London is fast turning into the global centre for the collectible design market, with sales growing, new galleries opening and auction records tumbling.
Gallerists and collectors told Dezeen there is a "special energy" in the city that is making it more important than rivals New York, Miami and Basel.
"There is money and taste in London," said Carpenters Workshop Gallery co-founder Julien Lombrail. "Because of this London might become the most important place for collectible design."
Lombrail spoke to Dezeen at the opening on PAD London, a design fair that runs alongside the Frieze Art Fair this week.
"When fairs are super busy you know there is a certain energy in the market," said Cologne gallerist Gabrielle Ammann, who is also exhibiting at PAD London. "Here there is a special energy."
"London is at the moment the most vibrant marketplace in the world, and the most serious one," she added. "This is why we are here every year. We have one leg in design and one leg in art. So this is the key week for us."
World-leading design galleries have also shifted their attention to London, plugging into this "design art" market by opening spaces in the capital. Paris design gallery Galerie Kreo opened a space in Mayfair last year, while French gallery Galerie Patrick Seguin, which specialises in the work of Jean Prouvé, opened a space in the city this week.
Galerie Kreo founders Didier and Clémence Krzentowski told Dezeen that London was "booming" and added: "Design has not always been very prominently represented here but now is undoubtedly growing."
Seguin said he was opening in London to capitalise on the "extremely dynamic" market and added: "This will provide us with many new opportunities for exhibits, and we will use this space for the promotion and development of activity on Jean Prouvé's architecture."
London is also home to many prestigious auction houses, which have seen record-breaking design sales in the last year.
In April, Marc Newson's Lockheed Lounge became the world's most expensive design object after selling for more than £2 million at Phillips.
The London auction house also broke the world auction record for a piece of Nordic design last month, when a dining table by the late Peder Moos sold for over £600,000.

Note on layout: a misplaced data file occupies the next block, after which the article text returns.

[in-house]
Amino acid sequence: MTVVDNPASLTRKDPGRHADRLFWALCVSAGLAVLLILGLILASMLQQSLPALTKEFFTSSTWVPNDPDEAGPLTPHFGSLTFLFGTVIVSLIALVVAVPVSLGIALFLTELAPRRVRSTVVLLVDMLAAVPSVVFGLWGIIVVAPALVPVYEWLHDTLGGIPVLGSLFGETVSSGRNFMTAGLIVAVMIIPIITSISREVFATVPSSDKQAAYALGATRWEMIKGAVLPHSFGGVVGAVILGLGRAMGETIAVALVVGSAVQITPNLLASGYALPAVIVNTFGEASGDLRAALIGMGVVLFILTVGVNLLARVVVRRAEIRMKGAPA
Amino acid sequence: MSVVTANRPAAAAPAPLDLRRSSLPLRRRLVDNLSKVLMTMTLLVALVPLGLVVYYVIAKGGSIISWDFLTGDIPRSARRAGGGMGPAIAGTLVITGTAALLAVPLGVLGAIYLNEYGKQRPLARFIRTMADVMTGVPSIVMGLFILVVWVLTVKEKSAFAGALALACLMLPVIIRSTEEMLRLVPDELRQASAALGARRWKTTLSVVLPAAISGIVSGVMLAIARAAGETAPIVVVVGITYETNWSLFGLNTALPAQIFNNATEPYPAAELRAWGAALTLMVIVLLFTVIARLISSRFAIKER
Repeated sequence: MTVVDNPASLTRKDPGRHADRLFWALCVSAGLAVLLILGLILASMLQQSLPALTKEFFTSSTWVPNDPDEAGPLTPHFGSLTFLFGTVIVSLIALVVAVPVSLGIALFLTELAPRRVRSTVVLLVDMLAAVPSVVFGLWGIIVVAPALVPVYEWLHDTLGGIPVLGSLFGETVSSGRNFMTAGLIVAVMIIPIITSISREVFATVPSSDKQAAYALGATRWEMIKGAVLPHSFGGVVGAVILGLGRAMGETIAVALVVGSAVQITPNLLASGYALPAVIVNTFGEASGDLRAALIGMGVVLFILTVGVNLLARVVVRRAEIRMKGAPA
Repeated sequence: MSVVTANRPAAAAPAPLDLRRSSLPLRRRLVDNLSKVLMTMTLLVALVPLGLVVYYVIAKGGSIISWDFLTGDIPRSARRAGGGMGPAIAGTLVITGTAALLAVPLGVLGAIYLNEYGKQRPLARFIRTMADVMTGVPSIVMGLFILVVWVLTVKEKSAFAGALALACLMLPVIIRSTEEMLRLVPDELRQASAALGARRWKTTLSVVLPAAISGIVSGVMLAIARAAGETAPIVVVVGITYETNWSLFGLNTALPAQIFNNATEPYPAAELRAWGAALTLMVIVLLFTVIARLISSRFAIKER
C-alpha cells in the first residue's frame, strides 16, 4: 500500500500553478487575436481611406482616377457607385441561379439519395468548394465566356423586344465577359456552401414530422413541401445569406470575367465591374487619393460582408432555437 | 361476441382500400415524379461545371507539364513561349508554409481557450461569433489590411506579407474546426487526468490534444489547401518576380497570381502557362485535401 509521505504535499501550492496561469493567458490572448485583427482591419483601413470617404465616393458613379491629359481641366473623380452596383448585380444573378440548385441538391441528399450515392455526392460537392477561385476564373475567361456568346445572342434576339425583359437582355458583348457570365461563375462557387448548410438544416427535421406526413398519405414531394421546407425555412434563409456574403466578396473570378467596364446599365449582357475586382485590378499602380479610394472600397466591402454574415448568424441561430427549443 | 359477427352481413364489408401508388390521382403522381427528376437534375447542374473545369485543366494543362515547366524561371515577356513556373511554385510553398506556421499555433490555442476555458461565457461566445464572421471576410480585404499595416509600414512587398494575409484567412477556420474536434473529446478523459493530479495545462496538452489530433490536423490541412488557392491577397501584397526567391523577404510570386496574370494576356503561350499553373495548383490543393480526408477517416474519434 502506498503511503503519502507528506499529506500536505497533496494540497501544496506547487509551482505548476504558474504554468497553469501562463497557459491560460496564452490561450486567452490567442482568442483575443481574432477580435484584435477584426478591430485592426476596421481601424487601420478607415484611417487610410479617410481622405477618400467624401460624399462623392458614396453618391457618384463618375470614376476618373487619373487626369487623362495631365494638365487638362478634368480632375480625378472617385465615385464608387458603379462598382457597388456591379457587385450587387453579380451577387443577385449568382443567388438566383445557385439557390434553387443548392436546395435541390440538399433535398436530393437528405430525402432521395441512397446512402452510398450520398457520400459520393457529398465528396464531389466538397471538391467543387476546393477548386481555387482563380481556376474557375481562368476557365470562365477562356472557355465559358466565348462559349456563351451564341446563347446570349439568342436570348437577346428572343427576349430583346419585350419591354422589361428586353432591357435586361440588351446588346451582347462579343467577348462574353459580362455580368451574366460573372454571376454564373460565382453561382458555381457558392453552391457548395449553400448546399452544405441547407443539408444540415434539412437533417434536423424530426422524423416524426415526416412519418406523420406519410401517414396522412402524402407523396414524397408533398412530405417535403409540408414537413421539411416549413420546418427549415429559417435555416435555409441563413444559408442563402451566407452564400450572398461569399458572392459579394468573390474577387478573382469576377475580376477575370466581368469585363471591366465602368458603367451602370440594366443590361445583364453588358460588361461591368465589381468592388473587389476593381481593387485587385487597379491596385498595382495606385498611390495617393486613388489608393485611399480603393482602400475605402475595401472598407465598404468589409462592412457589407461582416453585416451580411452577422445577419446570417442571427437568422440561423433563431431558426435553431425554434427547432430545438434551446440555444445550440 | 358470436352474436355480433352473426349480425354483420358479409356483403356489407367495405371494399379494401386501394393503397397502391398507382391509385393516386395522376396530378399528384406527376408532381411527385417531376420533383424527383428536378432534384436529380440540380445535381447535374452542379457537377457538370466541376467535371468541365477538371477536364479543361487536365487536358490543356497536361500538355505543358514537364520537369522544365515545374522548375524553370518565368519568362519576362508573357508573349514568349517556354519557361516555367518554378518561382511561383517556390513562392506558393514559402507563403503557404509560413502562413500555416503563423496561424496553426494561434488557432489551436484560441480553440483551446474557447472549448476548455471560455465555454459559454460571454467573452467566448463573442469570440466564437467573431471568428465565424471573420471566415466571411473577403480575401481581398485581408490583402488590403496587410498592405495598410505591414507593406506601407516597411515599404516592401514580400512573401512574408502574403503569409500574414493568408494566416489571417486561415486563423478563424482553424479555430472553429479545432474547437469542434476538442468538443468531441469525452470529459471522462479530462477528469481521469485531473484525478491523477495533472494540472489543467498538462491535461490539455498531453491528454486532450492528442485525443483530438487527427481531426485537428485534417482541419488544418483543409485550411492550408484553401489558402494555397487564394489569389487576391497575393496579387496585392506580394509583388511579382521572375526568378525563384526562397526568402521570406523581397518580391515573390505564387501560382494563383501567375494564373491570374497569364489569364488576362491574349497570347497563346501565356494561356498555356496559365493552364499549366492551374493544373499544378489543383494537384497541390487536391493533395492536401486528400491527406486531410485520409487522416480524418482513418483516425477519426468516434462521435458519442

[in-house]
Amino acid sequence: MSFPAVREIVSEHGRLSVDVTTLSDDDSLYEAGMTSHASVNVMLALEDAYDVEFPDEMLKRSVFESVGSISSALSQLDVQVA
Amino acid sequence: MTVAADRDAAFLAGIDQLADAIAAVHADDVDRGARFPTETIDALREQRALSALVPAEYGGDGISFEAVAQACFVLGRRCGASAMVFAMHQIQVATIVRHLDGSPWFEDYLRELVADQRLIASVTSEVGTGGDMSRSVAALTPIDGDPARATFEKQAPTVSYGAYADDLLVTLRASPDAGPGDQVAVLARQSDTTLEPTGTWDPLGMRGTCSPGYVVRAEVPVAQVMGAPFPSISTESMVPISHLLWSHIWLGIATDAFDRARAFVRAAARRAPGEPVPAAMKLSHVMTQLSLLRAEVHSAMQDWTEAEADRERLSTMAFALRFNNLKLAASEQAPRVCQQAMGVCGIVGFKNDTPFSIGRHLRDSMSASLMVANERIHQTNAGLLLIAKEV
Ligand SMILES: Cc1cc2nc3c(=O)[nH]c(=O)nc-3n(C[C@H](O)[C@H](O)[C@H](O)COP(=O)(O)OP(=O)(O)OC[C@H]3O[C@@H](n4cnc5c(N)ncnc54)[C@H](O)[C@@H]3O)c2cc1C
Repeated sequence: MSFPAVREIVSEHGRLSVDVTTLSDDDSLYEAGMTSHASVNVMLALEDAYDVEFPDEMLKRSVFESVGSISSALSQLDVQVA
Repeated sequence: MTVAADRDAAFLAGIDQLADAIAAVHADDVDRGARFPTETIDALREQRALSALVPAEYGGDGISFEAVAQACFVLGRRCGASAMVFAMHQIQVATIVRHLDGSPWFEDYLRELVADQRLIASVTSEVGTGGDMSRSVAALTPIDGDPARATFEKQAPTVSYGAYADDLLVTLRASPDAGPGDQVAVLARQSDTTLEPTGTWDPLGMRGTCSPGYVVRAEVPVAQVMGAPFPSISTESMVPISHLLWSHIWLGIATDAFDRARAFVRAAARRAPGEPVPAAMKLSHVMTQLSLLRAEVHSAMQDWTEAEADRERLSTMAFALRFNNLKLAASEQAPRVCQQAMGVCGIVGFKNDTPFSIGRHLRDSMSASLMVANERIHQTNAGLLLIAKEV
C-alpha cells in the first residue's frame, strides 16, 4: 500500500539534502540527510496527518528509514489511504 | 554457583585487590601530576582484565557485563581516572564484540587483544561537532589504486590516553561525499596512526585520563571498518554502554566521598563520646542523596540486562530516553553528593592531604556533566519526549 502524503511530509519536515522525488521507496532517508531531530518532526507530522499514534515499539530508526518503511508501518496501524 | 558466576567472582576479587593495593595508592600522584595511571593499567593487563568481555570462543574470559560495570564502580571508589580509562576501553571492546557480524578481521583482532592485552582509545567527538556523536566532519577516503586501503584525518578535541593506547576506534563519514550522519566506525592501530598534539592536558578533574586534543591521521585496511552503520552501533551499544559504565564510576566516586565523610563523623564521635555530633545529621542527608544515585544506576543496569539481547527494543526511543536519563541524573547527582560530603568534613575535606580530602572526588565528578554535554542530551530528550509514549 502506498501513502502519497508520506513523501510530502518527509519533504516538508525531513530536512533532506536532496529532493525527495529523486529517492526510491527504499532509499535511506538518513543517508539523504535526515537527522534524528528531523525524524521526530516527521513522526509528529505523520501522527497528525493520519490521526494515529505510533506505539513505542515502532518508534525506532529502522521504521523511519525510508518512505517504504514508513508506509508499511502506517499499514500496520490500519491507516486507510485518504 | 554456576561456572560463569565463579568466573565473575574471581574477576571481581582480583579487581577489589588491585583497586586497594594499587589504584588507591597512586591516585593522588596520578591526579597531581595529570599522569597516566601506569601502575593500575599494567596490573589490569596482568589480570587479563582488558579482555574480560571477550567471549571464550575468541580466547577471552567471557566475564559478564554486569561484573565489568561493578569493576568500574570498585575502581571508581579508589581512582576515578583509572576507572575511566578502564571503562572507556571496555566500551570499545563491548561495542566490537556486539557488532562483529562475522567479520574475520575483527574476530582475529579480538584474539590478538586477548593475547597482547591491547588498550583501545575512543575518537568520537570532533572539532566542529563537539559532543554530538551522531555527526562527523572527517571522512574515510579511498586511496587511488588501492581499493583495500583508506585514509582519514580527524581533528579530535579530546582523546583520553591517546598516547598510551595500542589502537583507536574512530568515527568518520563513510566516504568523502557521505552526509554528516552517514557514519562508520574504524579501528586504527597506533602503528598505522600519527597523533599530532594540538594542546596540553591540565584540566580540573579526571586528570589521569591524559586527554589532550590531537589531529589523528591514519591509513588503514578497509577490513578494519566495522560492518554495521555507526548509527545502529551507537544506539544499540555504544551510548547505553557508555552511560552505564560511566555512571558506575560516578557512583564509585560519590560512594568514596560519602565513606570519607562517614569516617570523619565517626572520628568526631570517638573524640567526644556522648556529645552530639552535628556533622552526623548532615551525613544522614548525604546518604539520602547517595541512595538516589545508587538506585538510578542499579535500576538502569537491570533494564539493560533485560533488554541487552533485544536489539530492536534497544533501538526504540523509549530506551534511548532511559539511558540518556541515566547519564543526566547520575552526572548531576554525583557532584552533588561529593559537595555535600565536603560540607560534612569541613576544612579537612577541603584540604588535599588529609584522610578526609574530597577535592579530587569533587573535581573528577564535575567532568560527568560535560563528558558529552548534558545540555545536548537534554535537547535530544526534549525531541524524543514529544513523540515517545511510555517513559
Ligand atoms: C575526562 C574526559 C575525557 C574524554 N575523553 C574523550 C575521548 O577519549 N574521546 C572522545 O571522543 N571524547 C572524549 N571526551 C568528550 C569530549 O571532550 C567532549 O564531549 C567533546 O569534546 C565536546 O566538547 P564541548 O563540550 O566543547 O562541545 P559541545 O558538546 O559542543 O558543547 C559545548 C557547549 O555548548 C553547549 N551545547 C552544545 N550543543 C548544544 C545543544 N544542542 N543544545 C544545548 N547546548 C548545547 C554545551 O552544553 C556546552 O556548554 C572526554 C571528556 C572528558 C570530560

Now Sotheby's is getting in on the act. Next month it will relaunch its twice-yearly 20th-century design auctions, which stopped in 2010 due to poor sales.
"London is now one of the great design capitals of the world," said Cécile Verdier, European head of 20th-century design at Sotheby's. "It is the perfect moment for us to relaunch our sales, with collectors and designers from across the globe converging on the city that is fast becoming a hub for innovative modern design."
Lombrail said the rise of the London design market was due to the influx of wealthy collectors.
"London has become the main cultural city in Europe," he said. "You have a lot of different people coming from a lot of different countries having a base in London, so the local market is very strong. They have a house here, an apartment and they want to have new design pieces, new furniture."
"London is where people live," he added. "They have their main house or their second main house for people from China, India or the Gulf. There are a lot of empty houses to fill in London."
"I think London is one of the only cities where you have multiculturalism in a really positive way," said Ammann. "There is real freedom in the arts, in how you live, in how you deal."
London gallerist David Gill – who opened one of London's first 20th-century design galleries in 1987 – told Dezeen that the influx of collectors were "fuelling" the market and "things show no sign of slowing down".